WTH can remote serial devices not be easily mounted as /dev/tty virtual devices?

Why is it cumbersome to mount remote serial devices as /dev/tty virtual devices, especially for those who aren’t as technical? Adding a native HA feature would allow EASILY using remote serial devices that are not physically connected to the same device that runs HA with any of the existing HA integrations. Basically a feature, exposed through HA UI, to use socat to mount virtual /dev/tty devices, which then ANY integration could access these remote serial devices.

This could be limited to support pseudo-terminal (pty) devices only:

  • the goal was to expose virtual tty devices to HA components that rely on reading/writing to local /dev/tty* for communicating with devices
  • for security reasons (e.g. no ability to start listeners or interact with the local filesystem on a Home Assistant instance)

Example remote serial connections:

  • communicating to RS232 serial devices using the IP2SL remote serial connection protocol (e.g. using IP2SL hardware devices or Virtual IP2SL)
  • communicating to hardware devices exposed via ser2net

Example of what configuration could look like:

remote_tty:
  - dev: marantz-stereo
    remote_address: "tcp:10.10.1.33:4999"
  - dev: pool-controller
    remote_address: "tcp:10.10.1.12:5002"
    pty_options: "waitslave"
  - dev: monoprice
    remote_address: "tcp:10.10.1.12:4999"

The remote_address option is the second address argument passed into socat.

See additional threads and details on this:

What are the shortcomings of the Serial integration compared to your proposal?

It looks like the serial integration relies on having a serial device (whether local or remote) at somewhere like /dev/TTYACM0.

The issue that @ryans raised means it’s not possible to get a remote device linked to a local HASS instance.

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The Serial integration’s documentation indicates it works with ser2net and socat.

I have no practical experience with any of the above but, taking a guess, what might be the hurdle here is that (possibly) socat is not included in Home Assistant OS. That’s the version that comes with its own (restricted) hypervisor.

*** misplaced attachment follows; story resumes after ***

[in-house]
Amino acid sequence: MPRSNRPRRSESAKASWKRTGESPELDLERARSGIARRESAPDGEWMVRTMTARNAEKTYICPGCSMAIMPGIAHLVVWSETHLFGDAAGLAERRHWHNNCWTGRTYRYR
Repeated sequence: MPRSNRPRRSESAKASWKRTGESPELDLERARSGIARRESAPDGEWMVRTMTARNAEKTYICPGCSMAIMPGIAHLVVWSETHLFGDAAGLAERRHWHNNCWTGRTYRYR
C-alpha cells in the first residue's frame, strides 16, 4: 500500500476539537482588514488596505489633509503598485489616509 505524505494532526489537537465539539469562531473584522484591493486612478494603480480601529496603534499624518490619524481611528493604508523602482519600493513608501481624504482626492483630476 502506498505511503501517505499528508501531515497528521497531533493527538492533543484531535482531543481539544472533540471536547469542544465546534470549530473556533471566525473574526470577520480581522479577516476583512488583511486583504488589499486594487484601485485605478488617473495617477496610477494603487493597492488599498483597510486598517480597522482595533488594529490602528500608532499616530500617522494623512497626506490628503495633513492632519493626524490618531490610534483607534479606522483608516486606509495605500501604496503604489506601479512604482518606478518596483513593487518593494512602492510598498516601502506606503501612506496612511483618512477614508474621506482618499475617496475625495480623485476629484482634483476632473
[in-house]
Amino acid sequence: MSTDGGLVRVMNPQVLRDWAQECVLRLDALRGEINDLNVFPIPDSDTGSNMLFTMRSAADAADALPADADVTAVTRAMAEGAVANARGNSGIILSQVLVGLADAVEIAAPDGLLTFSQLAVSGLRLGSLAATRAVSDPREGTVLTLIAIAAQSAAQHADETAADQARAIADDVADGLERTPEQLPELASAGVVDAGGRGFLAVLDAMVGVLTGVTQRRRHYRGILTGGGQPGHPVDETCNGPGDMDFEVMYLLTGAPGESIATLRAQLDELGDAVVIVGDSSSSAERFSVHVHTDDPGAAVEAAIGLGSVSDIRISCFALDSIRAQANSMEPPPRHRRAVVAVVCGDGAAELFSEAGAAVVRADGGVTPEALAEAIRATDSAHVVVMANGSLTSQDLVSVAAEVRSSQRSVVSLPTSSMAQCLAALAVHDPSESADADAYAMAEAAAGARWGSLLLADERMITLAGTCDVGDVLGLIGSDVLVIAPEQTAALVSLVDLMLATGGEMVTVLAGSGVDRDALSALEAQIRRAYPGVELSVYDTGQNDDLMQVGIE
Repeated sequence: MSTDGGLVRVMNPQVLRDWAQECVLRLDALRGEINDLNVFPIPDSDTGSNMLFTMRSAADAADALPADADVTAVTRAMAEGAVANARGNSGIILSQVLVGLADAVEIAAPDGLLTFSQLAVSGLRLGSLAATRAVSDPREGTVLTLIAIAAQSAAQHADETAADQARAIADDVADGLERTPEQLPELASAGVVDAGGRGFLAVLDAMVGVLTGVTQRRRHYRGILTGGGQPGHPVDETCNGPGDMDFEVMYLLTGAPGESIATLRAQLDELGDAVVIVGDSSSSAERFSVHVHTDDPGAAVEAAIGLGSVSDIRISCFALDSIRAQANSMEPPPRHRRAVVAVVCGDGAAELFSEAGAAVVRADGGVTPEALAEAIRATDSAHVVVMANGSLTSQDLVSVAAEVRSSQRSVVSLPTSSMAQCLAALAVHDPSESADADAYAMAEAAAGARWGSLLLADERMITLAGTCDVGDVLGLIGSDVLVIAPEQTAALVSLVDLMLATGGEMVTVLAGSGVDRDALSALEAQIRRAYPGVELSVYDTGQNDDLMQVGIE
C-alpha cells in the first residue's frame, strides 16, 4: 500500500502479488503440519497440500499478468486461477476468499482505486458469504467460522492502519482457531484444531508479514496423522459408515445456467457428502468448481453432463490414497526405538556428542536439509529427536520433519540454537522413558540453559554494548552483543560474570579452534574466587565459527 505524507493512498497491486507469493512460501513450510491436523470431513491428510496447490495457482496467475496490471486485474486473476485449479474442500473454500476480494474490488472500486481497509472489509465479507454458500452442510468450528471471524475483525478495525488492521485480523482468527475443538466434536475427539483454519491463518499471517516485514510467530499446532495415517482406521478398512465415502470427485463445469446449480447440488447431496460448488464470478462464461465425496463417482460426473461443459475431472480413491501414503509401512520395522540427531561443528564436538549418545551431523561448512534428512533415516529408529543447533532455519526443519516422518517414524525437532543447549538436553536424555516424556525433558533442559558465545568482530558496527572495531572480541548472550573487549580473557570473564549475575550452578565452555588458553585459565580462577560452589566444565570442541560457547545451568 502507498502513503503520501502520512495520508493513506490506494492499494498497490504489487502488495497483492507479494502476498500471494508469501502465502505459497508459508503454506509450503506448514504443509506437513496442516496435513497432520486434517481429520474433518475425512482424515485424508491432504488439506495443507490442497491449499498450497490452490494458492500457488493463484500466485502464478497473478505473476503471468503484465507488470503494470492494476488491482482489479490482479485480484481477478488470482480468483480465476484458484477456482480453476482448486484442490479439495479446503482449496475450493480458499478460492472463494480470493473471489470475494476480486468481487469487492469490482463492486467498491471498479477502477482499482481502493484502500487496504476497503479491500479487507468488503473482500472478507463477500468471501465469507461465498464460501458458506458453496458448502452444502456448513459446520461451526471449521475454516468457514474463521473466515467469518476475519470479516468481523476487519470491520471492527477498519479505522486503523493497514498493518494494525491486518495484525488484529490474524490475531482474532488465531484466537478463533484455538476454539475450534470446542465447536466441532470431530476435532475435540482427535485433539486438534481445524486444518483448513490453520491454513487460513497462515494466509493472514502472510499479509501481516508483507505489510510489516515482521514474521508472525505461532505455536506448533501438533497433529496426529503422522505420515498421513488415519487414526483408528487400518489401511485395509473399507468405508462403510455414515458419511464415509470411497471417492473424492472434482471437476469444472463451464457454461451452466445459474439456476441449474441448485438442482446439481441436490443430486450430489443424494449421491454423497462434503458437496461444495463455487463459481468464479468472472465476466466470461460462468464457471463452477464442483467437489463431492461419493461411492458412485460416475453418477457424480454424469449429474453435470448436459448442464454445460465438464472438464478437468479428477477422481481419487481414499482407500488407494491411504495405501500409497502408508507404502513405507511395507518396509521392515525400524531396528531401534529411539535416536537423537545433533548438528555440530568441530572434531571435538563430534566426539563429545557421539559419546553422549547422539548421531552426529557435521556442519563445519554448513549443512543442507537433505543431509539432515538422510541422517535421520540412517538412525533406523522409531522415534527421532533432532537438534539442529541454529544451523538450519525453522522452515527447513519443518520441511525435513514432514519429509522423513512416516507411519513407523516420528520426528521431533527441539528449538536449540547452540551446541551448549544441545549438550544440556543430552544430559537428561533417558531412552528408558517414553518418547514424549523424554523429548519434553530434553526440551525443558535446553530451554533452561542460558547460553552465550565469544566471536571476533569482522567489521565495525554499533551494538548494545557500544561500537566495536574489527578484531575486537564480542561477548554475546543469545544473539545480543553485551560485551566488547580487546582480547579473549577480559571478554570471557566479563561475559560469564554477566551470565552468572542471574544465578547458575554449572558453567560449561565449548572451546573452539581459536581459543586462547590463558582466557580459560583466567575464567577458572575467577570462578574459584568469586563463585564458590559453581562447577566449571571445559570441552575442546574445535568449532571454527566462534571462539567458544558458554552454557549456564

In contrast, Home Assistant Supervisor, Home Assistant Container, and Home Assistant Core, run on a Linux distro which typically includes socat.

EDIT

Confirmed; there’s no socat included with the hypervisor in Home Assistant OS. However it is included in the homeassistant container.

@infocus13 is correct! This is NOT specific to the Serial integration. The goal would be to to allow ALL integrations that rely on directly reading/writing /dev/tty* devices to be able to interact with remote serial devices. Basically, every integration that interacts over RS232/RS485/etc should be able to easily communicate with the device whether it is locally attached OR remotely attached via a common serial-over-IP protocol. socat is one way to achieve this (and probably the simplest to leverage) as it is commonly used for this.

For example, the following core integrations are impossible to use with a remote tty natively from Home Assistant, without installing socat package and hand configuring mounts:



Similarly, there are many custom components that also communicate via serial communication…ALL of these would benefit. This is especially useful for many home audio receivers/amplifiers, which often provide RS232 control, but no network accessible API.

With addition of socat and some minor UI addition (or yaml configuration), ALL integrations would be able to remotely interact with serial devices connected over IP.

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Did anything come from this? I’m thinking of virtualize going for redundancy after continual NUC failures and this will be a hurdle.

@darrylb I don’t think anyone is working on this yet, but hopefully someone picks this up and runs with it!

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I am kinda gobsmacked this is not already available. I have many serial devices that are only accessible over GlobalCache or other ser2net gateways.

Given I’m new to HA I’d love to stick with the simplicity of hassos - I’m guessing right now the next best option is to build my own container stack? I’m worried about the future upgrade burden this puts on the system as I may drift further from the “supported” platform.

I was under the impression that was already working, f.e. with zigbee i can choose to use serial or tcp

Just wondering how this related to this topic :thinking: